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Yonkers Raceway to revive International Trot

Yonkers Raceway to revive International Trot
By: Leif Skodnick Posted date: October 30, 2014 In: Entertainment, Events, Featured, Hudson Valley, Marketing, Westchester
In the starter's office, a mobile office trailer just outside the rail on the clubhouse turn at Yonkers Raceway, photos of the grand old days of harness racing adorn the walls.

"You wanna see how it changed?" asked Andy Toscano, the track's starter. He pointed at a photo of a packed grandstand at the now-closed Roosevelt Raceway on Long Island in the mid-1970s. "Right here. This is how it changed, from that to a handful of people."

While harness racing's share of the North American gaming market has shrunk sharply over the past 40 years, Yonkers Raceway has survived. Off-track betting parlors, the legalization of casino gambling in Atlantic City and state lotteries all made their dents, but the legalization of video slot parlors at racetracks in New York state poured money into harness racing.

Sebastian K ran in the International Trot Preview at Yonkers Raceway on Oct. 25. He broke stride and finished at the back of the pack.

Sebastian K ran in the International Trot Preview at Yonkers Raceway on Oct. 25. He broke stride and finished at the back of the pack.
But now, the half-mile oval will also be simulcasting races to Europe starting Nov. 9. And due to that influx of slot money, Yonkers Raceway has announced plans to revive the International Trot, which will pit the best harness horses and drivers from North America against trotters from Europe.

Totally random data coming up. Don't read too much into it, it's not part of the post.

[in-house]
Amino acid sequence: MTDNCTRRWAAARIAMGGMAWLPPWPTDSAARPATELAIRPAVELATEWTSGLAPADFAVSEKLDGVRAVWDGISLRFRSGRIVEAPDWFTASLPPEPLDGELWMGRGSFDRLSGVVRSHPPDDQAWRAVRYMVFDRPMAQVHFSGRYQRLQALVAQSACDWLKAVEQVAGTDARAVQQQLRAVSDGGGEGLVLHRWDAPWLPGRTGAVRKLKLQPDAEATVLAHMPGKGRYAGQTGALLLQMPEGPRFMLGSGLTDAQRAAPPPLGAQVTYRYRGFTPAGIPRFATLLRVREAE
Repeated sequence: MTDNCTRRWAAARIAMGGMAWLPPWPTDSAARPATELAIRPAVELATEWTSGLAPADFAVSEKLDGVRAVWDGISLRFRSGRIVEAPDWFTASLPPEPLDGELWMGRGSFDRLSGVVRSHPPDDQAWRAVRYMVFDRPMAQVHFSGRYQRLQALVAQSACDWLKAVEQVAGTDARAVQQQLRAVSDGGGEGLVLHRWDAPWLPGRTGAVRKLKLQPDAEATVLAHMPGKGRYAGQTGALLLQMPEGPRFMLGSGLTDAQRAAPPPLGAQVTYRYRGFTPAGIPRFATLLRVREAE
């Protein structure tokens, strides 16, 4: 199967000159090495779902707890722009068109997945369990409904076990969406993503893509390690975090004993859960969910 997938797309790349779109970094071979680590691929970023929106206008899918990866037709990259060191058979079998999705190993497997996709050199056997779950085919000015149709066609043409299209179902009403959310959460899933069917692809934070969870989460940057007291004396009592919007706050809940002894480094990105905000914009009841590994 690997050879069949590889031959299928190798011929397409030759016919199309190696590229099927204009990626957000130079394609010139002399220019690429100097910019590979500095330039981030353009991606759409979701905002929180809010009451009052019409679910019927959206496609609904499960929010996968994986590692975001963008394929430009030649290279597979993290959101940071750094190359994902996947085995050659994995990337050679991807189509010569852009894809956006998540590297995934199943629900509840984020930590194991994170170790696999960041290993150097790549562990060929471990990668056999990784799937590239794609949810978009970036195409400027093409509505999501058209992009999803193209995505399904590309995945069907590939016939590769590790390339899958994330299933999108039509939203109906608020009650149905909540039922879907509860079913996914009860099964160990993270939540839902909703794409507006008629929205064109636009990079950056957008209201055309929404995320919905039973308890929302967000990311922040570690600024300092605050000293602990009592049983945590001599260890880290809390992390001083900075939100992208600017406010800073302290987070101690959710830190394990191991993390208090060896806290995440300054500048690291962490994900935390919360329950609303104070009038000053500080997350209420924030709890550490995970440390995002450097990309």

"We brought up that we'd like to try simulcasting races to France," said Bob Galterio, chief operating officer of Empire City Casino at Yonkers Raceway.

Galterio said the genesis of the deal to simulcast racing to Europe came from Alex Dadoyan, the executive director of the Standardbred Owners Association of New York. Dadoyan, who previously worked at Meadowlands Racetrack, had worked with French company Pari Mutuel Urbain to simulcast The Hambletonian and Breeders Crown races to Europe.

"The PMU started taking just one race, The Hambletonian, then a few more races off individual cards, but it was always a one-day thing," Dadoyan told the Business Journal. "This is novel because it is a weekly feature."

From Nov. 9 through Dec. 14, Yonkers will simulcast the first five races on a 12-race card to France, with post time for the first race at 11:10 a.m. Those five races will be run at a trot and at a longer distance - a mile and a quarter as opposed to the usual mile - and feature larger fields of 10 or 12 horses, compared with the usual Yonkers field size of eight, Galterio said.

As with the races Yonkers Raceway simulcasts to other tracks and casinos in North America, the track will get revenue from European wagering on the races. Yonkers Raceway's cut will be about 3 percent of the sums wagered.